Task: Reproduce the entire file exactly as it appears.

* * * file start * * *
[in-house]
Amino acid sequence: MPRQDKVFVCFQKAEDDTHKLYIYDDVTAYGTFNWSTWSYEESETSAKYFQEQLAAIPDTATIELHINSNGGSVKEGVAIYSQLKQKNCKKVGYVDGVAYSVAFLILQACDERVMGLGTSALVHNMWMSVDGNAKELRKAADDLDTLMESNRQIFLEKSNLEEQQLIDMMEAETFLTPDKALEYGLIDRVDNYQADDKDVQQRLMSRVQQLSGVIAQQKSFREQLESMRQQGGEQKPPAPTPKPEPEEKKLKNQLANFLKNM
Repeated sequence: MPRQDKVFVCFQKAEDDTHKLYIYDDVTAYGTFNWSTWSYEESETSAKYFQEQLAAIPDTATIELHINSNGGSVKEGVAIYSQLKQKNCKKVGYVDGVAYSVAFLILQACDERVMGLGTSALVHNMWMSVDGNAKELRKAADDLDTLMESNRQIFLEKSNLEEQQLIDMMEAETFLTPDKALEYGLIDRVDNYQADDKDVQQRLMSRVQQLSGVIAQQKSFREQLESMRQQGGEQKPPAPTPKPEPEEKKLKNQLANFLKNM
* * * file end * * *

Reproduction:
[in-house]
Amino acid sequence: MPRQDKVFVCFQKAEDDTHKLYIYDDVTAYGTFNWSTWSYEESETSAKYFQEQLAAIPDTATIELHINSNGGSVKEGVAIYSQLKQKNCKKVGYVDGVAYSVAFLILQACDERVMGLGTSALVHNMWMSVDGNAKELRKAADDLDTLMESNRQIFLEKSNLEEQQLIDMMEAETFLTPDKALEYGLIDRVDNYQADDKDVQQRLMSRVQQLSGVIAQQKSFREQLESMRQQGGEQKPPAPTPKPEPEEKKLKNQLANFLKNM
Repeated sequence: MPRQDKVFVCFQKAEDDTHKLYIYDDVTAYGTFNWSTWSYEESETSAKYFQEQLAAIPDTATIELHINSNGGSVKEGVAIYSQLKQKNCKKVGYVDGVAYSVAFLILQACDERVMGLGTSALVHNMWMSVDGNAKELRKAADDLDTLMESNRQIFLEKSNLEEQQLIDMMEAETFLTPDKALEYGLIDRVDNYQADDKDVQQRLMSRVQQLSGVIAQQKSFREQLESMRQQGGEQKPPAPTPKPEPEEKKLKNQLANFLKNM